Following a gas leak in East Campus last week, construction to replace pipes in the bedroom and kitchen walls of affected suites will leave students unable to use their ovens and stoves for the foreseeable future, without a set date for when repairs will be completed.
EC is home not only to upperclassmen but also to fraternities and Special Interest Communities, including Casa Latina and Pan-African House, who hold regular programs and events for members.
Students in 20 suites received an email from Columbia Housing on Sept. 22 notifying them that their gas had been turned off for “emergency repairs.” Later that day, another email updated them that the gas would remain shut off for “preventative maintenance and pipe restoration work.”
Housing initially predicted regular gas service within the next two weeks, but sent out an email today informing students that “more comprehensive repairs will be required than initially planned.” According to a Facilities spokesperson, a new estimated timeline will be available to students only after the investigation is complete and a repair plan is in place, and will depend on evaluations by the New York City Department of Buildings and gas provider Con Edison.
Additionally, Housing informed some students that there would be work done in their rooms on weekdays beginning at 9:30 a.m, starting this week. Construction workers will be opening kitchen walls in the affected suites to access gas pipes and install temporary coverings until the repair plan is finalized. Depending on the examination results, some pipes may need to be replaced.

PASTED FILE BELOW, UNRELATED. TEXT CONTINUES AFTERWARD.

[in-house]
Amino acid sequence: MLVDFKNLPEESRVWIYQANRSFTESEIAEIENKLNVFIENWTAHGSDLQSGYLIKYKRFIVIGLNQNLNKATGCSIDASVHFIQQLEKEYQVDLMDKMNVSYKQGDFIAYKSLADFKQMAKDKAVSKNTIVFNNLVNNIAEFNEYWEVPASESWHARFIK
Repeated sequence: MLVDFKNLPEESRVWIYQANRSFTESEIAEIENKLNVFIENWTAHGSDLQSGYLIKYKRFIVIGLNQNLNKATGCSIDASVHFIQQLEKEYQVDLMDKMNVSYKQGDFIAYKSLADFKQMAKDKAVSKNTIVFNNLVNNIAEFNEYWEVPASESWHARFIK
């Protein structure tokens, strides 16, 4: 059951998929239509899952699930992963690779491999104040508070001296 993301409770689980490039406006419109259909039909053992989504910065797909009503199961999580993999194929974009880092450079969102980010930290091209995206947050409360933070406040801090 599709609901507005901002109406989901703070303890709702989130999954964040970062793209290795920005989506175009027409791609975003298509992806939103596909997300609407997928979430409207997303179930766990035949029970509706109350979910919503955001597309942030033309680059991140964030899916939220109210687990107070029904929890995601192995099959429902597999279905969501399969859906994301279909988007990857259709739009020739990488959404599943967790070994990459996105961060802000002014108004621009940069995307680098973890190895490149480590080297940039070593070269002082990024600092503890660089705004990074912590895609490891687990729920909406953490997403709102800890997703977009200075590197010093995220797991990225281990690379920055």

Students have been provided meal vouchers at dining halls while the repairs take place. Additionally, impacted suites are being provided with convection microwaves and hot plates, but these supplies have just been ordered and will be delivered upon arrival, approximately two weeks after gas was shut off.
Among those affected are students living in Metta House, the vegetarian, sustainable living Special Interest Community. Mary Bourque, SEAS ’18, said her suite’s diet has changed a lot in recent weeks.
“I think the sense of community in our suite has changed, too,” she said, “because our SIC specifically cooks dinner for the whole house six to seven days a week. It is really nice and heartwarming to spend time with your suitemates, helping cook or clean up a home-cooked meal.”
Bourque is also one of the students who relies on the Community Supported Agriculture farm share for fresh vegetables. She and other students described the lack of gas as especially inconvenient because of all the produce they are now unable to cook.
Other students, however, weren’t particularly bothered by the repairs.
“I think Housing’s compensation of providing free meals is very good,” Adam DeVita, CC ’18, said.
Lani Allen, CC ’18, however, expressed disappointment at the solutions offered by the University, adding that she would have preferred a stipend for food instead of free dining hall meals.
“There’s a reason I decided not to be on the dining plan anymore,” she said. “I feel like they should be doing whatever is in their reach to offset this inconvenience and my impression is that they are not doing that.”